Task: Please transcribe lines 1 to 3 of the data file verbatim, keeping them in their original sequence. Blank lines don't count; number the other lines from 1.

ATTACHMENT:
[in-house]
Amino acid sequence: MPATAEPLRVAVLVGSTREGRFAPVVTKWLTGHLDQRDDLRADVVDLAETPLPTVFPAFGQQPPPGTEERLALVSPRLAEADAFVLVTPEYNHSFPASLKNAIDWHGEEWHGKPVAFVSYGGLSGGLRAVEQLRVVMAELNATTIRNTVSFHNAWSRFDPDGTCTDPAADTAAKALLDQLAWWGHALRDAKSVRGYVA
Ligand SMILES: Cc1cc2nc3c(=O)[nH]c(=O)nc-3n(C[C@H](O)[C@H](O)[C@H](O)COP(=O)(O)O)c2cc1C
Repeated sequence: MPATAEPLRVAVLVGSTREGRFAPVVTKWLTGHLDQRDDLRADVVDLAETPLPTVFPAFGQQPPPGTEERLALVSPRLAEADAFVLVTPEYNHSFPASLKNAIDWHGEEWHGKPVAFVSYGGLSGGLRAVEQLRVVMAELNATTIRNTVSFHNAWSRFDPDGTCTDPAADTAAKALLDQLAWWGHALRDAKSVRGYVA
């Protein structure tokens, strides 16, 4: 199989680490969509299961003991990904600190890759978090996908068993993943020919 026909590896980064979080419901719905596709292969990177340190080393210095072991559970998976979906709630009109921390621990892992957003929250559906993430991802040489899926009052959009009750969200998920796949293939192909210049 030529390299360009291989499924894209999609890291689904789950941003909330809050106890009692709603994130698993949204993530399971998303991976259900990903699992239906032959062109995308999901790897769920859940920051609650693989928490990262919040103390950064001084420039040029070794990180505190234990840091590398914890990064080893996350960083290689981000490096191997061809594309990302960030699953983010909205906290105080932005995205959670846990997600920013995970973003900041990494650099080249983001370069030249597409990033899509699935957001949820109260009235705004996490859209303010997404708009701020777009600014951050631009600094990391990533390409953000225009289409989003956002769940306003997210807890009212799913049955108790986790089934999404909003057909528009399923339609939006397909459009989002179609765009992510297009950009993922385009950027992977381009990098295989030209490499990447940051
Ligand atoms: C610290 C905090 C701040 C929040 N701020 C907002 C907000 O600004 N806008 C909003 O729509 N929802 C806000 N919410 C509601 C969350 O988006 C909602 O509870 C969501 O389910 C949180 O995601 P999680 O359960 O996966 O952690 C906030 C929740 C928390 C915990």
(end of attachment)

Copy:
[in-house]
Amino acid sequence: MPATAEPLRVAVLVGSTREGRFAPVVTKWLTGHLDQRDDLRADVVDLAETPLPTVFPAFGQQPPPGTEERLALVSPRLAEADAFVLVTPEYNHSFPASLKNAIDWHGEEWHGKPVAFVSYGGLSGGLRAVEQLRVVMAELNATTIRNTVSFHNAWSRFDPDGTCTDPAADTAAKALLDQLAWWGHALRDAKSVRGYVA
Ligand SMILES: Cc1cc2nc3c(=O)[nH]c(=O)nc-3n(C[C@H](O)[C@H](O)[C@H](O)COP(=O)(O)O)c2cc1C